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NCLB Outrages

Nebraska Offers Another NCLB Metaphor: Using an Outdoor Thermometer to Measure Body Temperature

December 2, 2003

When it comes to rating Nebraska's public schools, you might wonder whether federal and state officials are looking at the same thing.

To the Nebraska Department of Education, most of the state's schools are strong.

Four out of five Nebraska school districts passed muster with the state for their test methods and results. More than 95 percent of the state's students attend districts with passing marks.

But by the federal government's standards, few Nebraska schools do well enough.

Two out of three districts subject to the federal ratings fell short. And for every Nebraska student attending a district that met federal standards, seven other students are in districts that didn't.

That's one of the contradictions posed by Nebraska's release Monday of its latest State Report Card, a massive compilation of school ratings, test results and other statistics.

Students were tested in reading, math and writing, mainly in grades four, eight and 11. Private school students were not tested, and their schools were not rated.

The package is intended to give parents and others the information they need to hold schools accountable, and to measure the state's academic success.

The state ratings apply to nearly all of the 500-plus Nebraska districts. The federal ratings target the 159 largest, as well as more than 500 of the largest school buildings.

The federal ratings also carry consequences for schools that receive Title I funding for disadvantaged children. If students fail to make progress at such schools after several years, federal law will let students change schools or receive extra tutoring.

The radically different spin that the state and federal ratings apply to similar numbers might leave some people puzzled.


Millard and Westside, two Omaha-area districts that are among the state's most respected, both failed to meet the federal definition of "adequate yearly progress." Yet each district graduates about 95 percent of its students and scores near the top in the state on tests ranging from Nebraska's writing assessment to the ACT college-entrance exam.

Just three of the state's 20 largest districts - Elkhorn, Blair and Beatrice - met the federal rating standard.

In contrast, 19 of those 20 large districts met the state's targets for performance and assessment quality. Only Ralston failed to hit the mark.

Even Omaha, with many disadvantaged students who do not score well, passed the state's test. Yet 45 percent of its students were not proficient on the state writing assessment, and nearly 40 percent of its high schoolers do not graduate.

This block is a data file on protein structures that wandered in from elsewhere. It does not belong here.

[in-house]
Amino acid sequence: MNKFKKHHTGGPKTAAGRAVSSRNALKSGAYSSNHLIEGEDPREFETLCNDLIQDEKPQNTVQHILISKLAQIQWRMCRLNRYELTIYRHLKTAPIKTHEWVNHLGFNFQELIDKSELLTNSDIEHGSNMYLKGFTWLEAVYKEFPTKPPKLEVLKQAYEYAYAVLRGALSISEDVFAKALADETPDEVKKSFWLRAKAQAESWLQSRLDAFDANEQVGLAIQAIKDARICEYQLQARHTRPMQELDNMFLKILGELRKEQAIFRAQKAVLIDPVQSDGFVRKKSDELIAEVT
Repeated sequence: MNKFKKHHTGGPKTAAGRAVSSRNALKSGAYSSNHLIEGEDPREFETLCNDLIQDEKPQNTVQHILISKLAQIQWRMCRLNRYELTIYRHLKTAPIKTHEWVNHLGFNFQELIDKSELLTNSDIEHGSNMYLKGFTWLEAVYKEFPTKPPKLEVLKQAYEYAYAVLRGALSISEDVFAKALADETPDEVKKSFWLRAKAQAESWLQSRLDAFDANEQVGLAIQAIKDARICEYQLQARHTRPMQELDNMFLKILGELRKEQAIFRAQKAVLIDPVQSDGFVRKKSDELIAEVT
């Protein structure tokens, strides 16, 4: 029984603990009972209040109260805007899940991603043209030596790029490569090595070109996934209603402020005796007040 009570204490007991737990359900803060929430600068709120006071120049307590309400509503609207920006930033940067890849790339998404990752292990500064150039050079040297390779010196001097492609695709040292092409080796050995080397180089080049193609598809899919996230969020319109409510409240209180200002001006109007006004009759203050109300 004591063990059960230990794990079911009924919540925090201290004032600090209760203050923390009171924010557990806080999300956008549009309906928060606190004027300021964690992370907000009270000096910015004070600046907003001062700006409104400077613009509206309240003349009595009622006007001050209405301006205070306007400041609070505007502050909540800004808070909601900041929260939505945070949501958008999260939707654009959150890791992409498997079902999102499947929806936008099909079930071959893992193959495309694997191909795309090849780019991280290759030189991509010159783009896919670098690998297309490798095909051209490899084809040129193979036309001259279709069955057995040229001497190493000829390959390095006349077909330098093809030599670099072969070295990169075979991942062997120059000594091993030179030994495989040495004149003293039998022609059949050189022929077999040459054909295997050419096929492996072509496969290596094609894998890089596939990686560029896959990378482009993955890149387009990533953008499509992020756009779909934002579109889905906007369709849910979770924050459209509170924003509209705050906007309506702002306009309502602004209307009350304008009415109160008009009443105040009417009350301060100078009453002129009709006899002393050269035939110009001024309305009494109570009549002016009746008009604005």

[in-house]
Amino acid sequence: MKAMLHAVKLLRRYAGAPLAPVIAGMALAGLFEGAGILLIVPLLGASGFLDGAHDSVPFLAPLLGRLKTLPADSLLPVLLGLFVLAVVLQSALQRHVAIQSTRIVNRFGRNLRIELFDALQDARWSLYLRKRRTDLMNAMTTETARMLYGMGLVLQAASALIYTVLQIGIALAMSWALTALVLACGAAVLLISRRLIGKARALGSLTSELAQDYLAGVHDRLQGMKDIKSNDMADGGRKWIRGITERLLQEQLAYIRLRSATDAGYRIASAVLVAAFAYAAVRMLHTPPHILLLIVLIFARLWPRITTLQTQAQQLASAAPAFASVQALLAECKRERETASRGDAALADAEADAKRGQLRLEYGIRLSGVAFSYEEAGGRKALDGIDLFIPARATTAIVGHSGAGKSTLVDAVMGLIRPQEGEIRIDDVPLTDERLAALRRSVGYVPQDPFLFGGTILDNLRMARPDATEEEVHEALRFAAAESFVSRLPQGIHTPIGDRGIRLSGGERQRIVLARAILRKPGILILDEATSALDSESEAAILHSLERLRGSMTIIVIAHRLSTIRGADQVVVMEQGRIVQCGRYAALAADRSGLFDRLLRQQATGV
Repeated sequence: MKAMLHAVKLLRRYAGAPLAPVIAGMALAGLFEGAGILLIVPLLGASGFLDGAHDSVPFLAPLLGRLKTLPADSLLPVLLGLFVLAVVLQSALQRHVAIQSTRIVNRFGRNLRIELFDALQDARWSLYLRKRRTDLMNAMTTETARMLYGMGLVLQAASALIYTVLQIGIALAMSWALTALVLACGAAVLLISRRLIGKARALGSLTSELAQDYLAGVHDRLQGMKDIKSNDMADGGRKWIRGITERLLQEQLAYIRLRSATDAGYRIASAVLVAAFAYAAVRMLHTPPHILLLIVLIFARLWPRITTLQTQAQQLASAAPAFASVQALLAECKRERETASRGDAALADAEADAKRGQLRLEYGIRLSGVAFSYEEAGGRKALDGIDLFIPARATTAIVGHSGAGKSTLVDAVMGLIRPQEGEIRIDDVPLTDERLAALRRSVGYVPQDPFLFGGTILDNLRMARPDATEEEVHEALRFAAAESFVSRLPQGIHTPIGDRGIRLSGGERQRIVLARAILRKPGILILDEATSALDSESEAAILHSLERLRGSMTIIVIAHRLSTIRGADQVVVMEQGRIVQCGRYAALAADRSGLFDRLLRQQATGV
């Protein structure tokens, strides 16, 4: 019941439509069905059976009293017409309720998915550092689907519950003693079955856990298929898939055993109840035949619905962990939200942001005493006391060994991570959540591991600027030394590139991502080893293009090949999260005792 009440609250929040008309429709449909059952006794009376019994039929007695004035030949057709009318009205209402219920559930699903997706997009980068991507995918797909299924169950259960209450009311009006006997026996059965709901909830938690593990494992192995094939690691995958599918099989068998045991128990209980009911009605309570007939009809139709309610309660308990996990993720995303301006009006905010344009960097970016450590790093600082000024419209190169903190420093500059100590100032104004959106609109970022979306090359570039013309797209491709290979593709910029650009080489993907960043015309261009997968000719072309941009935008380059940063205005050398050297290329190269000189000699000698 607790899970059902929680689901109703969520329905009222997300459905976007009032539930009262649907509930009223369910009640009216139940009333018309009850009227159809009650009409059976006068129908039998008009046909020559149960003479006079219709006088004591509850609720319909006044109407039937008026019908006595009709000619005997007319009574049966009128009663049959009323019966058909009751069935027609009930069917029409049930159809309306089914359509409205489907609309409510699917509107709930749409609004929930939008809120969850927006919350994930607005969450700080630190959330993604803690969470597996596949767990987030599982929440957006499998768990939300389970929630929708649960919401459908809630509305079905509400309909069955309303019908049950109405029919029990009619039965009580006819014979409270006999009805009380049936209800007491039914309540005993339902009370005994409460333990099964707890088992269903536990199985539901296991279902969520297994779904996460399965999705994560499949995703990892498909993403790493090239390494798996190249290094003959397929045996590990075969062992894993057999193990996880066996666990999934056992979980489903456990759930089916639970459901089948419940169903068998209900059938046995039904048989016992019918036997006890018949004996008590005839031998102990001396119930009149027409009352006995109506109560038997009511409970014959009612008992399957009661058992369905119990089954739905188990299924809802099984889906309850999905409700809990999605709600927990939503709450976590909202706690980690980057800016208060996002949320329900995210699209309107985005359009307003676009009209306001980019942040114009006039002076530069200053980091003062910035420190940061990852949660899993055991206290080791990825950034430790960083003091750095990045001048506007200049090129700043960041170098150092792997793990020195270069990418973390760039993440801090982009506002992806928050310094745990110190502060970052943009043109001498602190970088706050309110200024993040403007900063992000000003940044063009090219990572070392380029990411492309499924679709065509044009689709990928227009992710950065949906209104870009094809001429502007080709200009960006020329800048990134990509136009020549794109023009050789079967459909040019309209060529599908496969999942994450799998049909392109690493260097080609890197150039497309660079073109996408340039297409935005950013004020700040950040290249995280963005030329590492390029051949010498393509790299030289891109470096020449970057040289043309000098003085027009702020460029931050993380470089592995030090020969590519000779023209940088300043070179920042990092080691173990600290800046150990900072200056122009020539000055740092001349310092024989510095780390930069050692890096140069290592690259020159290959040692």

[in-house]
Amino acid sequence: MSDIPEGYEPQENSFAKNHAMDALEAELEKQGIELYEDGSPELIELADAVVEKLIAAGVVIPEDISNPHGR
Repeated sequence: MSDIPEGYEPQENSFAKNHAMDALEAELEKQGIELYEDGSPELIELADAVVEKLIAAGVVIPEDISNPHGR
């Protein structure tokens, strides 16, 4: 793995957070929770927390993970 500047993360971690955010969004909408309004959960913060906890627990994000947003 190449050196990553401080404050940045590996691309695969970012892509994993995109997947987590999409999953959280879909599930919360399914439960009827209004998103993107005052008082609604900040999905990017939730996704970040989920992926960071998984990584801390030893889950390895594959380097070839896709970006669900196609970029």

Why are the state and federal ratings so different?

One reason is that the federal system, established by the No Child Left Behind legislation, sets a higher standard than the state. It's a standard that will get progressively tougher through the years, but some say it already may be unattainable for certain school districts with large numbers of low-income or non-English-speaking students.

While it's possible to pass the state standard with just 50 percent of a district's students being proficient in reading or math, the federal rating requires 58 percent to 66 percent proficiency on the same tests, depending on the grade or subject. In addition, 95 percent of students must take the test.

And districts can flunk the federal test if a single group of children, such as low-income or special education students, fails to meet those same percentages on every test.

That's what happened to Westside and Millard. Both met federal standards for the overall student body. Yet each missed on one or more subgroups of students.

"We had around 118 different cells in this matrix that the state and federal government have developed for different categories of students," said Bert Jackson, a Westside administrator. "You have about 118 cells of 'met' or 'not met.' There were maybe seven of those cells in which we had 'not met.' "

Those districts were among the exceptions, however. Most other districts that didn't make "adequate yearly progress" missed the federal standard for an entire grade level on at least one measure.

Papillion-La Vista, for example, had trouble with 11th-grade math and eighth-grade reading. It also fell short of the 95 percent participation requirement for several of the tests.

Jef Johnston, a Papillion-La Vista administrator, said the district sets its own standards for proficiency, higher than the state standards. That hurt the district's federal rating because fewer students were considered proficient.

"I would say that federal report is like using an outdoor thermometer to measure body temperature," he said. "It just isn't accurate."

— Paul Goodsell
Are schools faring well? It depends
World Herald


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